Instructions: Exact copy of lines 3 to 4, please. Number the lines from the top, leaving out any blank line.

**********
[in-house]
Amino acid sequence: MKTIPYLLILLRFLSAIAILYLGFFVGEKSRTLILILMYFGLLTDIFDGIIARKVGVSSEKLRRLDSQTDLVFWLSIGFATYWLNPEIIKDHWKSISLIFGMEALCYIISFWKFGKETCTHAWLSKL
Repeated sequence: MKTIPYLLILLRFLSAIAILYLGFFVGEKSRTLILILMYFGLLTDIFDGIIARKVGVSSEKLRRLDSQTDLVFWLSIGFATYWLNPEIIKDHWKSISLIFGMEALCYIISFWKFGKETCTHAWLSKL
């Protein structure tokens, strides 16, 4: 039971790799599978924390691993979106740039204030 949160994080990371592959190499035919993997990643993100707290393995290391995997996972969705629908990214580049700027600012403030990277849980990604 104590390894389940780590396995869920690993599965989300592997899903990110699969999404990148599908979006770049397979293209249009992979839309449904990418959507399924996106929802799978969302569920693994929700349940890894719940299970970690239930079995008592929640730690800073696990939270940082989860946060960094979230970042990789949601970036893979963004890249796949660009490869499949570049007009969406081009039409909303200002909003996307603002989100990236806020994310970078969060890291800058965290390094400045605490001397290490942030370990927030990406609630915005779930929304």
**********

Repeated sequence: MKTIPYLLILLRFLSAIAILYLGFFVGEKSRTLILILMYFGLLTDIFDGIIARKVGVSSEKLRRLDSQTDLVFWLSIGFATYWLNPEIIKDHWKSISLIFGMEALCYIISFWKFGKETCTHAWLSKL
């Protein structure tokens, strides 16, 4: 039971790799599978924390691993979106740039204030 949160994080990371592959190499035919993997990643993100707290393995290391995997996972969705629908990214580049700027600012403030990277849980990604 104590390894389940780590396995869920690993599965989300592997899903990110699969999404990148599908979006770049397979293209249009992979839309449904990418959507399924996106929802799978969302569920693994929700349940890894719940299970970690239930079995008592929640730690800073696990939270940082989860946060960094979230970042990789949601970036893979963004890249796949660009490869499949570049007009969406081009039409909303200002909003996307603002989100990236806020994310970078969060890291800058965290390094400045605490001397290490942030370990927030990406609630915005779930929304």